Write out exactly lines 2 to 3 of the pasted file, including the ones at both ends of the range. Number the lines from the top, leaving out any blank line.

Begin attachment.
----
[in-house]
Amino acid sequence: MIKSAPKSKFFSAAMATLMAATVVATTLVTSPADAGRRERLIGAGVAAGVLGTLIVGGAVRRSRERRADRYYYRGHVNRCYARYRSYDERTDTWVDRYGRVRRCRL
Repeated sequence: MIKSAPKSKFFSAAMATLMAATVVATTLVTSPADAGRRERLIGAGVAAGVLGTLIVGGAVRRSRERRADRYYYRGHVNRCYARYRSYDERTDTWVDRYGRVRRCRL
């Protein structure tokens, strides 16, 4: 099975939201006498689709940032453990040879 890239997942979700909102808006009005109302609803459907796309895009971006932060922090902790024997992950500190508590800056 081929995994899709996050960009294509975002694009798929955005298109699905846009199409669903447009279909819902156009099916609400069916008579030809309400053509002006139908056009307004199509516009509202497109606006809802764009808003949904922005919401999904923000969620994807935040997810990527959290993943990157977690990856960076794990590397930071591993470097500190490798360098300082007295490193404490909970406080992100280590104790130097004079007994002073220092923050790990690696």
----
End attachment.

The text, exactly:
Amino acid sequence: MIKSAPKSKFFSAAMATLMAATVVATTLVTSPADAGRRERLIGAGVAAGVLGTLIVGGAVRRSRERRADRYYYRGHVNRCYARYRSYDERTDTWVDRYGRVRRCRL
Repeated sequence: MIKSAPKSKFFSAAMATLMAATVVATTLVTSPADAGRRERLIGAGVAAGVLGTLIVGGAVRRSRERRADRYYYRGHVNRCYARYRSYDERTDTWVDRYGRVRRCRL